Dominican Sister of Hope Debbie Blow is the co-founder and Executive Director of the North Country Mission of Hope. Yesterday, Wednesday, July 8th, began North Country Mission of Hope’s sixty-first mission trip to Nicaragua. Below, one of the participants shares her reflections on the first day of mission. We will continue to post updates from the group as we receive them. In the meantime, learn more about Sister Debbie Blow’s ministry here.

Our first day together as a full mission! This morning began with a balmy 72 degrees at 5:15am and a projection of a sunny day. But, when it had reached 90 degrees, about 2:30pm, a heavy downpour occurred all around us. That didn’t stop our teams which were out for their afternoon assignments though! It returned to 75 degrees by 4pm.

But, I get ahead of myself…

Our Morning Meeting began at 6:45am with Sister Debbie noting this was the first time that our entire Mission has been in one place at one time. She asked us to introduce ourselves by answering 3 questions: Why are you here? What brought you back (for veterans)? What is your dream as you begin this week? We each chose an answer to one of those questions as we went around the circle introducing ourselves. Among the answers were: “To do small things with great love” (Cecilia), “We are one humanity needing each other” (Oscar), “Here it’s not just money – it’s directly working with people” (Courtney), “My hope is to make this mission last more than a week” (Remy).

Sister reflected on our thoughts and informed us the Dominican Sisters of Hope believe we are each co-creators of Hope in our lives and others’. She noted the inclusiveness of our circle – this time as well as the 60 other missions before ours – having respect for each others’ faith…all are welcome here in our circle.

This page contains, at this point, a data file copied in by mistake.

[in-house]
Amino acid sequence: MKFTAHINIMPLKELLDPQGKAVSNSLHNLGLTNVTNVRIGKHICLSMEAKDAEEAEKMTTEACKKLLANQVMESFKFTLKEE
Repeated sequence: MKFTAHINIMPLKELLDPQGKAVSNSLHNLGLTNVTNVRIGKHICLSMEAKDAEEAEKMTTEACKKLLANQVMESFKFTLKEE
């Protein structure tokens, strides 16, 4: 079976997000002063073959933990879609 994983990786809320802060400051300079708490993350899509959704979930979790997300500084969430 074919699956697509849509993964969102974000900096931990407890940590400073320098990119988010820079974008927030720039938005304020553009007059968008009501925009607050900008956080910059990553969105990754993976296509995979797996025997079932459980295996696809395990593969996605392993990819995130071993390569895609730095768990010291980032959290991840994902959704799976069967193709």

We joined together in a contemporary wording of the Jesus Prayer and Sister asked us to think of our journals this week as our Book of Life. She asked Abi to bring a bowl filled with bookmarks to each of us in the circle – which were face down – and we selected one and took a moment to reflect. “Trust the process,” Sister said. “This is what God wants you consider…go deeper with the words you have received and reflect more visibly, daily, on the person you are.”

She then said, “So many of you voiced you are here because of someone you know and love came before you.” We then listened to Standing on the Shoulders by Joyce Rouse, reflecting on those who brought us here (my personal thanks goes out to Darcie!).

Subsequently, we began the Orientation to this site that has changed since February. We divided up into teams, and began a number of missions.

We sorted and took inventory of the clean linen returned from our spring focused missions. We took a ‘mystery ride’ to the house of a sponsored family to deliver beds and mattresses that were purchased the other day. Although they got a late start building our first home, the team headed up to Monte Verde and Buena Vista to build home shelters donated by the late Ronald Stott.

We painted most of the exterior of the Retreat House soon-to-be Convent at Niño Jesus de Praga.

We had a Medical Clinic in Cedro Galan this afternoon where Sharalyn and Craig Nachbauer saw patients of all ages.

Our Home Shelter Crew returned a bit late from constructing two homes (rather than the intended one), so Craig could go out on a ‘house call’ up to the Flores’ home to look at a student who is here on an archaeological venture and was exposed to too much sun today. That reinforced our constant reminder about wearing sunscreen and head protection

As we gathered for our meeting a bit late, Sister asked us each to sit next to someone we didn’t know too well – yet. She then showed us a beautiful plate with colorful birds on it which Sister Vilma from San Jose Hospital gave us in thanks for all we do for them. She was here for the second time in a few days to get equipment from our warehouse with her team.

Sister then told a few tales of interactions with living creatures in the convent at Niño where she and Sister used to sleep while we were in the Retreat House. She also gave us a little history on Roberto Calderone Hospital where we’re going tomorrow. Two of the hospitals we had been serving (in Chinandega and in Managua) are no longer functional and are unoccupied – and now razed, as of this trip, in the case of the Children’s Hospital.